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Former director defends reputation, staff

Just one day after Nye County Animal Control officials assumed operations from a private contractor and volunteers at the Pahrump animal shelter this summer, county officials said the conditions of the facility were less than favorable and no food was left for the animals

Tails End Director Susan Cronin, who had that contract, strongly disputed the county’s claims.

“We offered (Emergency Management Director) Vance (Payne) the use of the kennels we purchased and some were donated so the animals could spread out and have room,” she said. “We never stole anything and we also left them expensive three-tier cat condos.”

Tails End decided to discontinue providing services at the facility just weeks after county officials opted to offer a month to month contract, rather than continuing an annual contract due to budget restrictions.

“When we took over the contract we were charged and paid over $1,000 for their food bill,” Cronin said. “We were feeding 100 pounds of food a day. On the last day, there were only custody animals left. All adoptable animals were screened and went to rescue.”

Cronin described the mood at the shelter during the final week as fraught with “rattled nerves and raised tempers.”

She said during the last few days, the county’s animal control officials were “stationed” at the shelter watching their every move.

“The day we moved, they came storming over, yelling at our volunteers, while chasing many away in tears,” she said. “We were planning to stay until 11:30 p.m. but were locked out and I was ordered to turn in the keys. It was a 112-degree day, so even our pools were filled with the volunteers giving the animals their last day of outside fun.”

Cronin said the shelter was in less than ideal conditions when she took over the contract last year.

“When we first went in, we had to be volunteers of the county and work for free,” she said. “There was no transition. We walked into a shelter filled with animals and some containers of chemical solution that had been watered down.”

Cronin also said volunteers scrubbed the lobby, bathroom and laundry room on their hands and knees.

“It was much cleaner than when we went in there,” she said. “The office was dirty, fabric chairs had stains and hair and when we pulled the desk out there was a half-eaten sandwich behind it.”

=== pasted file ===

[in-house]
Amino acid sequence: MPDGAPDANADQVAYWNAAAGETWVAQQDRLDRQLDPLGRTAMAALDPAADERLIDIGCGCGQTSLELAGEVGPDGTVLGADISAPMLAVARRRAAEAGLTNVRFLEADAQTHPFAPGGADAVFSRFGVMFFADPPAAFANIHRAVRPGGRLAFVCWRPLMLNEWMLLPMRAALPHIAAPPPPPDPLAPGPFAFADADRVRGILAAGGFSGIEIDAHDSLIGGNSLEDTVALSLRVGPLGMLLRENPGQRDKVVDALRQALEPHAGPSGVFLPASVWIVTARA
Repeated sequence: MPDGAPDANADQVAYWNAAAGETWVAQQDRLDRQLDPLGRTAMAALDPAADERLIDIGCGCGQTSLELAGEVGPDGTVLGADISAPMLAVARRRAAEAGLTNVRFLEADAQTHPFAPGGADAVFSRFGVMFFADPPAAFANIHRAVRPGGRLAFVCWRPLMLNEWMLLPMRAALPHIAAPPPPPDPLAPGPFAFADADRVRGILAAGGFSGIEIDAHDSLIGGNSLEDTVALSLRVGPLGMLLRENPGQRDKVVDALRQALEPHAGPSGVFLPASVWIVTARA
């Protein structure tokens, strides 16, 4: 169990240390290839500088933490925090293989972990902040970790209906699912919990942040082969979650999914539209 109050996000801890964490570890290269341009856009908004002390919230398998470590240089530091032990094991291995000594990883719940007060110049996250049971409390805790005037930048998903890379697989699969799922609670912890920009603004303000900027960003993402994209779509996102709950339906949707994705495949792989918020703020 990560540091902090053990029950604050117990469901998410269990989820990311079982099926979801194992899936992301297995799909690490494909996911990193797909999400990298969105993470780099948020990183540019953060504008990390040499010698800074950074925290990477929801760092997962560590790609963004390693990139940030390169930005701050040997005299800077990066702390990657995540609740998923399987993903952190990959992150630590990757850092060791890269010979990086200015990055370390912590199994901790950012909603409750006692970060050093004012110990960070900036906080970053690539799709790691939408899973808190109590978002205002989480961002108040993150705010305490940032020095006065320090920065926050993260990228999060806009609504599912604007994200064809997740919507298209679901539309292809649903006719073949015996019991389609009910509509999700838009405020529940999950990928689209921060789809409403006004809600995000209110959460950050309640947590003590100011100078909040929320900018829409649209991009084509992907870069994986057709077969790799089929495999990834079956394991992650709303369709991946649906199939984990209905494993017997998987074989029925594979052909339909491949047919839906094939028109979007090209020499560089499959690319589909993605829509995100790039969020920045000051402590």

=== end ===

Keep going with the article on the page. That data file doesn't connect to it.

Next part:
Tails End agreed to an annual $225,000 contract with Nye County and began running the shelter last April, when Cronin presented a one-year plan to county officials.

Part of that plan included reducing the facility’s 60-percent euthanasia rate the previous year, with a stronger focus on spaying, neutering and public education.

Less than a year after that contractual agreement was signed, County Commissioners voted not renew the shelter’s contract due to budget cuts.

As an alternative earlier this year, commissioners authorized a contract extension to the shelter on a month-to-month basis at $18,000, which spelled the beginning of the end for Tails End, as its final day arrived on June 30.

Payne’s department was forced to take over the day-to-day operations of the shelter after Cronin decided they were too underfunded and too undermanned to handle the volume of animals the facility was taking in daily.

Days before their exit, Cronin said there was at least one family who was interested in adopting an animal.

“We had a stray dog who could not be adopted until July 2nd,” she said. “We had a home lined up for it but we were not allowed to send the family to adopt.”

Writing grants was another issue Cronin spoke of, which she said never came to fruition.

“Grants were supposed to be mutual with the county grant manager,” she said. “There were some available, but I never met with the grant writer. Also I did not have an office. There was only one small office used by all of us. Mine was my car, Denny’s and my dining room.”

Cronin said she is continually looking for a suitable location for a facility to provide vaccinations along with spaying and neutering.

“We would have gladly used the on-site clinic to finish spay/neuters, administer shots and other services, but we are banned.”

Last month, Nye County Manager Pam Webster released a statement shortly after Tails End’s decision to cancel the month-to-month contract.

“This notice from them was not unexpected,” the statement read in part.

At present, there are approximately 70 animals remaining at the facility, which are not adoptable until the court’s resolve their owners cases.

Payne noted the animal shelter is operating with a ‘bare-bones’ crew, while he’s been seeking suitable options for the dogs. He said many non-profit facilities can provide superior care for the animals, when compared to most municipality shelters.

“If you look around the northern part of the state, in Washoe County, you’ll find that a lot of the best and most flourishing animal shelters are the non-profits. If you go to the Truckee, Tahoe area, their shelters are nicer than some people’s homes that I know of and it’s completely done through a 501c3.”

 

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